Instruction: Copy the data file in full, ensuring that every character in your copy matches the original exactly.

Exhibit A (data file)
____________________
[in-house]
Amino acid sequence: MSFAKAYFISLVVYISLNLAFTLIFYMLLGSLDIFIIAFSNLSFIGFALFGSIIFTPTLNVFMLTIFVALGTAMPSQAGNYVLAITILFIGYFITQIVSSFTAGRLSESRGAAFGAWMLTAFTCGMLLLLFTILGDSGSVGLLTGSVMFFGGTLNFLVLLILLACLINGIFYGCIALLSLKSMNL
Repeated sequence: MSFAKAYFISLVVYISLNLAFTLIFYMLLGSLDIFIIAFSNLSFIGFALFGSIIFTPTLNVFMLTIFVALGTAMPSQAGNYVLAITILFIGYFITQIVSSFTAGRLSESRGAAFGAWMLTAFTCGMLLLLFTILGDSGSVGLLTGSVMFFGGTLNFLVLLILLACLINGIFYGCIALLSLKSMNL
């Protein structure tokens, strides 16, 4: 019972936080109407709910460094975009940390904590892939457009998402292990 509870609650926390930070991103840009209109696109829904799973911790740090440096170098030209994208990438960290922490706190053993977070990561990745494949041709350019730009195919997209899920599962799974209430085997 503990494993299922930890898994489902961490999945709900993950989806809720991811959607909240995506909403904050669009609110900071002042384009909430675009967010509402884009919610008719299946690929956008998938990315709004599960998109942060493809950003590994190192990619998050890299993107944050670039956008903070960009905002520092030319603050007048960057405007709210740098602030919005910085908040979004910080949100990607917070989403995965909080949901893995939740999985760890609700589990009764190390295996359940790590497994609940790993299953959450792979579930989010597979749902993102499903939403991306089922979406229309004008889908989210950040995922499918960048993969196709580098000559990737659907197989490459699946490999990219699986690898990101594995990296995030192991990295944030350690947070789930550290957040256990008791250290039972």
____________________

[in-house]
Amino acid sequence: MSFAKAYFISLVVYISLNLAFTLIFYMLLGSLDIFIIAFSNLSFIGFALFGSIIFTPTLNVFMLTIFVALGTAMPSQAGNYVLAITILFIGYFITQIVSSFTAGRLSESRGAAFGAWMLTAFTCGMLLLLFTILGDSGSVGLLTGSVMFFGGTLNFLVLLILLACLINGIFYGCIALLSLKSMNL
Repeated sequence: MSFAKAYFISLVVYISLNLAFTLIFYMLLGSLDIFIIAFSNLSFIGFALFGSIIFTPTLNVFMLTIFVALGTAMPSQAGNYVLAITILFIGYFITQIVSSFTAGRLSESRGAAFGAWMLTAFTCGMLLLLFTILGDSGSVGLLTGSVMFFGGTLNFLVLLILLACLINGIFYGCIALLSLKSMNL
């Protein structure tokens, strides 16, 4: 019972936080109407709910460094975009940390904590892939457009998402292990 509870609650926390930070991103840009209109696109829904799973911790740090440096170098030209994208990438960290922490706190053993977070990561990745494949041709350019730009195919997209899920599962799974209430085997 503990494993299922930890898994489902961490999945709900993950989806809720991811959607909240995506909403904050669009609110900071002042384009909430675009967010509402884009919610008719299946690929956008998938990315709004599960998109942060493809950003590994190192990619998050890299993107944050670039956008903070960009905002520092030319603050007048960057405007709210740098602030919005910085908040979004910080949100990607917070989403995965909080949901893995939740999985760890609700589990009764190390295996359940790590497994609940790993299953959450792979579930989010597979749902993102499903939403991306089922979406229309004008889908989210950040995922499918960048993969196709580098000559990737659907197989490459699946490999990219699986690898990101594995990296995030192991990295944030350690947070789930550290957040256990008791250290039972």